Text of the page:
Wednesday, February 4, 2009

Viva Loss Vegas

To back track a little . . . 

During my time in the US I was lucky enough to attend my niece's (now Goddaughter's) baptism in Las Vegas and unlucky enough to try my luck at slots, craps, black jack, poker, and sports betting.  On this holy occasion, I learned that I am the worlds worst gambler.  I lost at everything I touched.  Fast.  You'd be surprised how much you can lose at penny slot machines if you never win anything.  Still, I had plenty of free drinks, largely because I was the only non-AARP member in the casino, and I had a great vacation from my vacation.

I stayed at a casino/hotel on the edge of town called The Eastside Cannery.  The Cannery only opened a few months ago, and it was a very nice hotel and casino despite the terrible theme (and terrible odds, in my case).  Apparently, whoever designed the casino thought the patrons would want the feel of being in a modern canning factory.  Most of The Cannery patrons looked as if they already spent the lion share of their day in an actual canning factory, so I'm not sure why "canning" was picked as a theme, but it was.

The redeeming part of the "canning" theme was the Cannery's logo.   The logo looks like an early 1800's Betty Crocker if Betty had married an alcoholic and was forced to move west where she gave up her lucrative baking carrier to become the madame of a small but friendly town brothel.  This sly-eyed vixen beckons you into the canning factory.  Something we can all relate to.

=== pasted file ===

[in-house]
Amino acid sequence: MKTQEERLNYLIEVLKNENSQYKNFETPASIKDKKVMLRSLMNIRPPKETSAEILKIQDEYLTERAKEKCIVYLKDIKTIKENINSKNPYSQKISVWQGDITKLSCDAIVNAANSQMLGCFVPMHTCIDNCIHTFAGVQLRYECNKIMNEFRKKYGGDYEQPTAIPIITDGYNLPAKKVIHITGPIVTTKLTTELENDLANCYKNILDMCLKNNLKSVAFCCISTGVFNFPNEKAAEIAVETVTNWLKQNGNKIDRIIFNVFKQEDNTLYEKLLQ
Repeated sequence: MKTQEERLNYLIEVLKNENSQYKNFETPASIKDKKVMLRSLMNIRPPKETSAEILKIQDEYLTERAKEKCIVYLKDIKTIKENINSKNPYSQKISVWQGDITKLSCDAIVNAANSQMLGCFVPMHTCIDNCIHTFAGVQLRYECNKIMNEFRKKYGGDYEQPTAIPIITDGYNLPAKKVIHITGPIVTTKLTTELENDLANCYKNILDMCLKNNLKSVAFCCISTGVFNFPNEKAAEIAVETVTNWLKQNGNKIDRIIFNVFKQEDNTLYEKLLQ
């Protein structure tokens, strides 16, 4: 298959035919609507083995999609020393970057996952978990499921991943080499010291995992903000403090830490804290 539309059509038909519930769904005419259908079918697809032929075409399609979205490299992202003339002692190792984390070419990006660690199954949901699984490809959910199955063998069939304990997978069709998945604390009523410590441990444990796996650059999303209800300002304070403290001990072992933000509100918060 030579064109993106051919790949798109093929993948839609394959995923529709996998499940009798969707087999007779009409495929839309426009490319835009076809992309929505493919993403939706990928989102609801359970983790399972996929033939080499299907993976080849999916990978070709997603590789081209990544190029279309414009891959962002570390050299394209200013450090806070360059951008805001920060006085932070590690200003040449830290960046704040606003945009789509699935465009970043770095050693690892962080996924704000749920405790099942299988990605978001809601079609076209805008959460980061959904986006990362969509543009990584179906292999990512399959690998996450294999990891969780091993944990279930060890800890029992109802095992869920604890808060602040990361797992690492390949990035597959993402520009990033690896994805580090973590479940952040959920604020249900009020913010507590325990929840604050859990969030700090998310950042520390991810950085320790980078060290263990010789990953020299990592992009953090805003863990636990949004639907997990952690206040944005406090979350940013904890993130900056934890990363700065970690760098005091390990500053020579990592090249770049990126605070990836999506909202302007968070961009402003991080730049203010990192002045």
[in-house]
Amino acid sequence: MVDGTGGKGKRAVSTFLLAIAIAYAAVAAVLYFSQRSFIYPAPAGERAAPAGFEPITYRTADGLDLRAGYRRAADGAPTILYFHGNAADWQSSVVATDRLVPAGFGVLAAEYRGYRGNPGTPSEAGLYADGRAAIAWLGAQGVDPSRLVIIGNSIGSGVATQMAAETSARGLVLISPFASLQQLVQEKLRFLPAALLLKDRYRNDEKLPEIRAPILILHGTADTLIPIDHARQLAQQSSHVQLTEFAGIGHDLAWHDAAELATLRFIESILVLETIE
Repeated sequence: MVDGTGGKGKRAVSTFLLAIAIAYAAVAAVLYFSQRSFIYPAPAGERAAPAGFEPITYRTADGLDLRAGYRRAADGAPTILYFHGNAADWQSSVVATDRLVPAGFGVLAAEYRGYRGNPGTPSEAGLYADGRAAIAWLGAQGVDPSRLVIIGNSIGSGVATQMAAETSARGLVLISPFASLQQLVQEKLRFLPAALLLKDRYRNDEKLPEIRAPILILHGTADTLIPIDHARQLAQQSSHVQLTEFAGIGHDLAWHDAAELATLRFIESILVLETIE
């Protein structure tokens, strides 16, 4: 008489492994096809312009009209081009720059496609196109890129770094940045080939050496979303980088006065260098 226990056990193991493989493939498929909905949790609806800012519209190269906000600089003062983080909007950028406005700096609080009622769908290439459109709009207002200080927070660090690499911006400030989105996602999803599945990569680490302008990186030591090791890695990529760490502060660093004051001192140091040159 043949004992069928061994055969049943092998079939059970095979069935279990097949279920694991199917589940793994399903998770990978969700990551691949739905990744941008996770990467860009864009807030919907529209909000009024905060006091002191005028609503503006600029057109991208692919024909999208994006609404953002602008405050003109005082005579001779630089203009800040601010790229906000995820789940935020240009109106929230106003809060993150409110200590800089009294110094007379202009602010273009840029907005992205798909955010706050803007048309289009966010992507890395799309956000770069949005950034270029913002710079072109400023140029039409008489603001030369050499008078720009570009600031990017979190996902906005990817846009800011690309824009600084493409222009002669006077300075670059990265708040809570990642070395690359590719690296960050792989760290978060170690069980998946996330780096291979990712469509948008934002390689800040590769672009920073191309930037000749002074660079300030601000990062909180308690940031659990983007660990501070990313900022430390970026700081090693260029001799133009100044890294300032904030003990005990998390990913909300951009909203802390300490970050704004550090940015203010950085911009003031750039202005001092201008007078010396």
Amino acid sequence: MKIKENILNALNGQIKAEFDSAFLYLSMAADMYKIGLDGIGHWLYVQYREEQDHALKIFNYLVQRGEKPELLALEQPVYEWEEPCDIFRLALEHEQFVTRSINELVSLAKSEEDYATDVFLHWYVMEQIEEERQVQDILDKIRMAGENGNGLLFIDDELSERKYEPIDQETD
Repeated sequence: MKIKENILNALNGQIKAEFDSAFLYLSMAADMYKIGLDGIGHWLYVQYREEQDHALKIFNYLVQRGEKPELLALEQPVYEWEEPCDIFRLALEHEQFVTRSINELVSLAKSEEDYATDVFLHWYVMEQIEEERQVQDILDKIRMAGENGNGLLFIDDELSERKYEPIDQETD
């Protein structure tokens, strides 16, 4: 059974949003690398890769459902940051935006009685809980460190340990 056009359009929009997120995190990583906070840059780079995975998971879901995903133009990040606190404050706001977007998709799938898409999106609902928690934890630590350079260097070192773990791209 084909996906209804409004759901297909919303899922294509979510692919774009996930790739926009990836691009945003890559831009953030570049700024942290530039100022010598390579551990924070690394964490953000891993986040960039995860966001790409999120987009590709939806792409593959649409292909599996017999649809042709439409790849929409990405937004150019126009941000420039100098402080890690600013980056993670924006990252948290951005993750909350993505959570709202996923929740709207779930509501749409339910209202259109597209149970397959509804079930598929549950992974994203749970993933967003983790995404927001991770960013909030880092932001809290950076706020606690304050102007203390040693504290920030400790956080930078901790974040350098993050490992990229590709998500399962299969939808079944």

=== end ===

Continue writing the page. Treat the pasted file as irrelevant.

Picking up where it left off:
Actually, being Vegas, brothel may have been an alternative service at the Cannery.  Frank, my one-legged Pai-Gow Poker dealer, told me that he would never sleep with the ugly cocktail waitress even though "she was begging for it."  Frank said that they went out once, but she got really, really drunk really, really quickly and then tried to wheel Frank back to the Cannery where she had stolen a room key.  I'm glad that while Frank took my money he and I grew close enough for him to share his romantic history with me.  I made sure not to tip the waitress too big, just in case she got the wrong idea.

Fact about me #58
I don't like gambling as much as the rest of my family.  I also find that I don't really care about wining anymore.  There must be something in this English water because that is just un-American.

Sunday, January 25, 2009

My 3D, Wolverine, Lush Farmer Update

What's new with me, the photo essay . . . 

1.)  I saw My Bloody Valentine 3D which is one of the greatest films ever created, and I'm sure it will be up for a lot of Oscars next year.  The plot is well above average for a horror movie and the 3D is well above 2D.  Here's a picture of me looking stylish in my RealD glasses. (Seriously, go see a 3D movie ASAP).

2.) You may also notice the trendy beard I've sprouted in the new year.  I decided not to shave after my niece's Christening; however, after seeing the trailer for X-Men Origins: Wolverine, I was inspired to go with a more Hugh Jackman look.  Here's me doing my best Wolverine impression.

3.) My beard wasn't the only thing growing.  I'm a proper LUSH farmer.

Saturday, January 24, 2009

Thursday, January 22, 2009

The Audacity of Rex Manning Day vs. Barack Hussen Obama Day